Hobbes – Natural Law, Natural Rights / Asperger’s

How these affect Aspergers

http://www.nlnrac.org/earlymodern/hobbes Terrific site!!

The Witherspoon Institute

T. Hobbes is in your brain influencing your thoughts and behavior, and that of the people around you, so pay attention!

T. Hobbes is in your brain influencing your thoughts and behavior, and that of the people around you, so pay attention!

THOMAS HOBBES: FROM CLASSICAL NATURAL LAW to MODERN NATURAL RIGHTS Robert P. Kraynak, Colgate University

For many centuries, natural law was recognized as a type of higher law that spelled out universal truths for the moral ordering of society based on a rational understanding of human nature. As a higher moral law, it gave citizens a standard for determining if the written laws and customs of their nation or any other nation were just or unjust, right or wrong, humane or inhumane. Today, natural law is not discussed very much, at least not explicitly. When mentioned at all, it is usually rejected as dangerous because it undermines existing laws or as intolerant because it is contrary to “multiculturalism,” which requires the non-judgmental acceptance of other cultures.

This negative view of natural law can be traced to Thomas Hobbes (1588–1679), whose writings are largely devoted to showing the anarchy and civil wars caused by appeals to natural and divine laws above the will of the sovereign. Hobbes rejected traditional higher law doctrines and encouraged people to accept the established laws and customs of their nations, even if they seemed oppressive, for the sake of civil peace and security. His critique has been a leading cause of the demise of natural law and the acceptance of positive law as the only reliable guide for political authority.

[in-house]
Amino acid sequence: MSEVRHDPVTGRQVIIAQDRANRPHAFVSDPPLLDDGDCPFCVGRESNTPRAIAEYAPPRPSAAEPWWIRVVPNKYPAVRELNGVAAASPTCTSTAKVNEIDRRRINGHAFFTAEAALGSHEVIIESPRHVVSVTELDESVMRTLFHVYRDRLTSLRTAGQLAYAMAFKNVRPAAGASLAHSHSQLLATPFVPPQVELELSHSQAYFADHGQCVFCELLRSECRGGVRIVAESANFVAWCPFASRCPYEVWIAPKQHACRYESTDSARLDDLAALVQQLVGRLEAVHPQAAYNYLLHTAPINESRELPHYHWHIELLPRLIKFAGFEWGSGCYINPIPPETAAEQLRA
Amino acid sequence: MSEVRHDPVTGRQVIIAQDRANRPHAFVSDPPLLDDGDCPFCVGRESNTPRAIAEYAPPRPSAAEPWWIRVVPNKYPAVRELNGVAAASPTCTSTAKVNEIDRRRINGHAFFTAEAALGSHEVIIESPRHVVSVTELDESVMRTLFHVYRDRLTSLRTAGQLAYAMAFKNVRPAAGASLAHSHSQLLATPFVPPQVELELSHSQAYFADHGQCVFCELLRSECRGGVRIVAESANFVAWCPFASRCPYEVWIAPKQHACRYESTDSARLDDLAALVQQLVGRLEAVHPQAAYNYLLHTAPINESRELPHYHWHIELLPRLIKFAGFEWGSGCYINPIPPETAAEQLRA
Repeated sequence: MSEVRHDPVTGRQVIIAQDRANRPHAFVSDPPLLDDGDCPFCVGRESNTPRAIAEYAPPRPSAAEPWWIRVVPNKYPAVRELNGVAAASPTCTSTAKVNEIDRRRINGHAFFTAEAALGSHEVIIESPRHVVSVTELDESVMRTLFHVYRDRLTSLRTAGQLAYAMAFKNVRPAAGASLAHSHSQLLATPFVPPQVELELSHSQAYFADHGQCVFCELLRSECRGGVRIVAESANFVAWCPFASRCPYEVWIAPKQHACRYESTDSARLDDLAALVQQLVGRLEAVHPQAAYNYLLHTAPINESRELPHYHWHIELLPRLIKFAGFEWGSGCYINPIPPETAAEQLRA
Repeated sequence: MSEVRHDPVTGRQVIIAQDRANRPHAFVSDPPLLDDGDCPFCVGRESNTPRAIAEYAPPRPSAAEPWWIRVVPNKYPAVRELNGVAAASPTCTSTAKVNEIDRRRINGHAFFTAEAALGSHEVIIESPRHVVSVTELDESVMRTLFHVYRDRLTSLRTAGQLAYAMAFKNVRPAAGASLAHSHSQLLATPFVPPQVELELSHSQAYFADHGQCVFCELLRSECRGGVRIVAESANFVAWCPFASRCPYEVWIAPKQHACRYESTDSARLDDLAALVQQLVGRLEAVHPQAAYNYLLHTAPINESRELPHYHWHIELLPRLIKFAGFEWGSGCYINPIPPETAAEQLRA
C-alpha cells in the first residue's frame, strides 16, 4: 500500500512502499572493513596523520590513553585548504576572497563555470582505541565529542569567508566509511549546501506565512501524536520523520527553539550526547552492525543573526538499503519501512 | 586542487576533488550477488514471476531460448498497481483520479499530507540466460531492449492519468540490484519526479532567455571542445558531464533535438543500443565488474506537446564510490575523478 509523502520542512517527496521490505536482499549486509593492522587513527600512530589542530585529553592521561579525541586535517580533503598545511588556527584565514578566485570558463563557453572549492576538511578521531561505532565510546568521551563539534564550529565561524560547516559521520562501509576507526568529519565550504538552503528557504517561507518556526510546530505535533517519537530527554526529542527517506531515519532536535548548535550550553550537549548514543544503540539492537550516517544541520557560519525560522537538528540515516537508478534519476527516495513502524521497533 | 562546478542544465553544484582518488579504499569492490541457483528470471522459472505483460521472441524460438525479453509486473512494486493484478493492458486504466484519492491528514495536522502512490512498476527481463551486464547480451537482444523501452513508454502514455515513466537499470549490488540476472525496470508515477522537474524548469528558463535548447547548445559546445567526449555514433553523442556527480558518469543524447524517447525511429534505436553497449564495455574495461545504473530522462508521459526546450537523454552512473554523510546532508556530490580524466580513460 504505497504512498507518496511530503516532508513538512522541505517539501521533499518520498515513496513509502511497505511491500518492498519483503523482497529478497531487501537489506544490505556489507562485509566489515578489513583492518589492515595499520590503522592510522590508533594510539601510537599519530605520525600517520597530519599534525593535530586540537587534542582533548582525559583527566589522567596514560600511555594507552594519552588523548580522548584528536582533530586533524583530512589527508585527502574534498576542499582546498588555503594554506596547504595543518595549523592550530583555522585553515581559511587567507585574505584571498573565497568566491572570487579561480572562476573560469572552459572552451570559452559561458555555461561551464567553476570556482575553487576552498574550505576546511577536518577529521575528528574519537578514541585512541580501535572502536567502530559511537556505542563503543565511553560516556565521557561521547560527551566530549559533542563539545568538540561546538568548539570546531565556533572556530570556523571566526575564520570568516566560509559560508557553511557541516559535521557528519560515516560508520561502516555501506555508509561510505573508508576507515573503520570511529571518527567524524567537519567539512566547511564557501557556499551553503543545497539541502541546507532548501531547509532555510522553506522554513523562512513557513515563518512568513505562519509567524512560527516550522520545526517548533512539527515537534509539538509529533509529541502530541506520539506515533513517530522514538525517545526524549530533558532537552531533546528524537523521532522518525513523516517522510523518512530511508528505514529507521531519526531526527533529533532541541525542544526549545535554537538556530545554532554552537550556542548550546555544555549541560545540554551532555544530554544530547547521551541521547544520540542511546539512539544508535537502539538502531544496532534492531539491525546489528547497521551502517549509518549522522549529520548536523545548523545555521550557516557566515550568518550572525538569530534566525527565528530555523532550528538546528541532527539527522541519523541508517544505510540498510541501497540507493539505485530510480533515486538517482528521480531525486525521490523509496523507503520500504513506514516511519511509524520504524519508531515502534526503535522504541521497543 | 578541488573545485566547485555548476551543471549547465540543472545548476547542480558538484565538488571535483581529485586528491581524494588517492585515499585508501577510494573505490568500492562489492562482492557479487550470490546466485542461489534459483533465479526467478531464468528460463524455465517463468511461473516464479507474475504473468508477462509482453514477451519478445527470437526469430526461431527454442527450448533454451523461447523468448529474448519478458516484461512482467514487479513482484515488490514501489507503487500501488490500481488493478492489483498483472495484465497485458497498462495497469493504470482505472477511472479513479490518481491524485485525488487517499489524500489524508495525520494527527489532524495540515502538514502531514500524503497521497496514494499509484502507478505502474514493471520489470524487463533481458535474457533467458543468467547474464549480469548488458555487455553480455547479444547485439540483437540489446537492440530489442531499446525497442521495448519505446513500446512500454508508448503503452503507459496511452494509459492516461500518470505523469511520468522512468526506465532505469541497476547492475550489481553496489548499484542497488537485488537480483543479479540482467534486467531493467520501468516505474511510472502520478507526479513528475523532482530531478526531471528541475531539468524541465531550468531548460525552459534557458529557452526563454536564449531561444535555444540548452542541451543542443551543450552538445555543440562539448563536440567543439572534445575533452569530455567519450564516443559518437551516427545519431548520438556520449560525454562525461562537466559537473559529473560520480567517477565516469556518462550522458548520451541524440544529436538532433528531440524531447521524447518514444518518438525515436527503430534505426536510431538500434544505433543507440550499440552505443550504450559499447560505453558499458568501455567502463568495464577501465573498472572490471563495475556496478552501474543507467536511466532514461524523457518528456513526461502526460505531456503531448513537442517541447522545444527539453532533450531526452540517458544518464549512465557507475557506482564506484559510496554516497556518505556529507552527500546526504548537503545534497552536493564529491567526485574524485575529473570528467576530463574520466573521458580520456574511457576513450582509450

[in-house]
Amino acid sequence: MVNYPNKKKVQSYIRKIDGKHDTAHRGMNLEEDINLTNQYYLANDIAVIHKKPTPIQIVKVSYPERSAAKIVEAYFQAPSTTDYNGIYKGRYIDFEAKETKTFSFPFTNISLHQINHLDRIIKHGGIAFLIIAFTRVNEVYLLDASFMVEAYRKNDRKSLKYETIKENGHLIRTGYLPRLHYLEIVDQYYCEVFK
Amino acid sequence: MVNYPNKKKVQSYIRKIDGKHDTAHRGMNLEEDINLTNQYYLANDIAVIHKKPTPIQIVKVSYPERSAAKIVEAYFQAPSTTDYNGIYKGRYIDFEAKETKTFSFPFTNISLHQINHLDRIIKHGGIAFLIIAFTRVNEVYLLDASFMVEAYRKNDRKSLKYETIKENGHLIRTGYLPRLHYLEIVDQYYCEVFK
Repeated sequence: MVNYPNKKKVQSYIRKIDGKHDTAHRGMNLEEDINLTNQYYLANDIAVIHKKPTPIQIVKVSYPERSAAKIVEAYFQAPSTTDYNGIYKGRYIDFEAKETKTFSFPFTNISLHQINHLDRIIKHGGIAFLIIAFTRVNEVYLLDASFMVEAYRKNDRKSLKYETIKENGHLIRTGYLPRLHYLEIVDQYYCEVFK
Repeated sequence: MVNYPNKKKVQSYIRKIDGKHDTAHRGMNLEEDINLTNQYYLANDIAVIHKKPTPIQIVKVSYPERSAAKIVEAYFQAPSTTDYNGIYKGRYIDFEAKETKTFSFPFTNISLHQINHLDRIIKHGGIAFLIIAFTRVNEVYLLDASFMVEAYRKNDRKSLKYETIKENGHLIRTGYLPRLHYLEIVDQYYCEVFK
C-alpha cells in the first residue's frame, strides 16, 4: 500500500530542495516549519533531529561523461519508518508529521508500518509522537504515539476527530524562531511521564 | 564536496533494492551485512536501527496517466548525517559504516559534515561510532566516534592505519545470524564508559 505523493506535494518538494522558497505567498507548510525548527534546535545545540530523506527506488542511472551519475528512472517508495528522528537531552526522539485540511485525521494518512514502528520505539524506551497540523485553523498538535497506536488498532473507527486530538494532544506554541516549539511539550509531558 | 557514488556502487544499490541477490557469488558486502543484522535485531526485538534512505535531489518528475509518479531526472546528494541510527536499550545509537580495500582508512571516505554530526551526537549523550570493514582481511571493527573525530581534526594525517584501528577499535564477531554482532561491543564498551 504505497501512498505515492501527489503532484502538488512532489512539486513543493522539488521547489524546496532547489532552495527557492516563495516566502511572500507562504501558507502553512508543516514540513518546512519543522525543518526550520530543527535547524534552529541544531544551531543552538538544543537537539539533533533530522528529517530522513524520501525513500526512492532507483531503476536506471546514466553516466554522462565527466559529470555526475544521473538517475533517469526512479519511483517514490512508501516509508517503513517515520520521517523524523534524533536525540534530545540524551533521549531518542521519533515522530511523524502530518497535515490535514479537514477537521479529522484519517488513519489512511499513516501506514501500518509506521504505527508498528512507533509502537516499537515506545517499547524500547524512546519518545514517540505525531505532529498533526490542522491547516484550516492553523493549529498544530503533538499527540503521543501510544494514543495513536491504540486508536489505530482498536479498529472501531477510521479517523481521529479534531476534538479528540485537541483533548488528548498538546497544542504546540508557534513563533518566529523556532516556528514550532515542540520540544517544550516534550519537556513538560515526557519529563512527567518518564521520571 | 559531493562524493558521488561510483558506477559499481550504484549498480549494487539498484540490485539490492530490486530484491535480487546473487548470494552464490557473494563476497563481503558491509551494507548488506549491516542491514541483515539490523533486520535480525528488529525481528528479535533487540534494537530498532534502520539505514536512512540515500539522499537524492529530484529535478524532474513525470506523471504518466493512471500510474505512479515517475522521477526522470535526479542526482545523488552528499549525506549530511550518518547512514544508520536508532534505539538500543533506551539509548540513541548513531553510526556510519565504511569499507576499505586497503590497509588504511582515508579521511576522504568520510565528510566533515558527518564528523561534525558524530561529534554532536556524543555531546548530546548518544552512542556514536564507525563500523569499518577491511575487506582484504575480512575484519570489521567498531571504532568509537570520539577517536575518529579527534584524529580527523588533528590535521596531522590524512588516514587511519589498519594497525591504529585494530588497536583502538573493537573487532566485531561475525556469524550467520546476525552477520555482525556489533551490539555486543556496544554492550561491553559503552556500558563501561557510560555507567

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Where are American “social and political beliefs” in this confusion between moral and law-given rights? Think about it.

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One may be equally surprised to learn, however, that many people today embrace a different (and seemingly contradictory) view of natural law, and this too is traceable to Thomas Hobbes. For example, when conscientious people are confronted with violations of human rights—as in religious theocracies that violate women’s rights or in countries that allow sweatshops to trample on worker’s rights—they feel compelled to protest the injustice of those practices and to change them for the better. The protesters usually deny that they are following natural law, but they obviously are asserting a belief in universal moral truths that are grounded in human nature—in this case, the natural equality of human beings that underlies human rights. This understanding of higher law originates with Hobbes because he was largely responsible for transforming classical natural law into modern natural rights, thereby beginning the “human rights revolution” in thinking on natural law. How is it possible for Hobbes and his followers to embrace seemingly contradictory views of natural law, rejecting one form as intolerant, self-righteous, and anarchical, while embracing another form as the universal ideal of social justice? Let us turn to Hobbes for an answer to this puzzle, and, in so doing, uncover the sources of our modern conceptions of law, rights, and justice.